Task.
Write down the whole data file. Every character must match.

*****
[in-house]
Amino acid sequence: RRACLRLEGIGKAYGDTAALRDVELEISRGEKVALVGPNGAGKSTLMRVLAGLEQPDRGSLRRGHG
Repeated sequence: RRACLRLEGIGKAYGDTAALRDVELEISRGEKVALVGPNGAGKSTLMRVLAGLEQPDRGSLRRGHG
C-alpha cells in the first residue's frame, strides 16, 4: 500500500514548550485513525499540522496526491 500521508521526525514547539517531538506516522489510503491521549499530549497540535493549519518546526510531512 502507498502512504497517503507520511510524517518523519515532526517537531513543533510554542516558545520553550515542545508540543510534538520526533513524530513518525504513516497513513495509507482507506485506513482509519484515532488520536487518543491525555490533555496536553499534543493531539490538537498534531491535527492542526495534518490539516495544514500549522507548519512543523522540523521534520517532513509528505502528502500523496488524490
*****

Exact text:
[in-house]
Amino acid sequence: RRACLRLEGIGKAYGDTAALRDVELEISRGEKVALVGPNGAGKSTLMRVLAGLEQPDRGSLRRGHG
Repeated sequence: RRACLRLEGIGKAYGDTAALRDVELEISRGEKVALVGPNGAGKSTLMRVLAGLEQPDRGSLRRGHG
C-alpha cells in the first residue's frame, strides 16, 4: 500500500514548550485513525499540522496526491 500521508521526525514547539517531538506516522489510503491521549499530549497540535493549519518546526510531512 502507498502512504497517503507520511510524517518523519515532526517537531513543533510554542516558545520553550515542545508540543510534538520526533513524530513518525504513516497513513495509507482507506485506513482509519484515532488520536487518543491525555490533555496536553499534543493531539490538537498534531491535527492542526495534518490539516495544514500549522507548519512543523522540523521534520517532513509528505502528502500523496488524490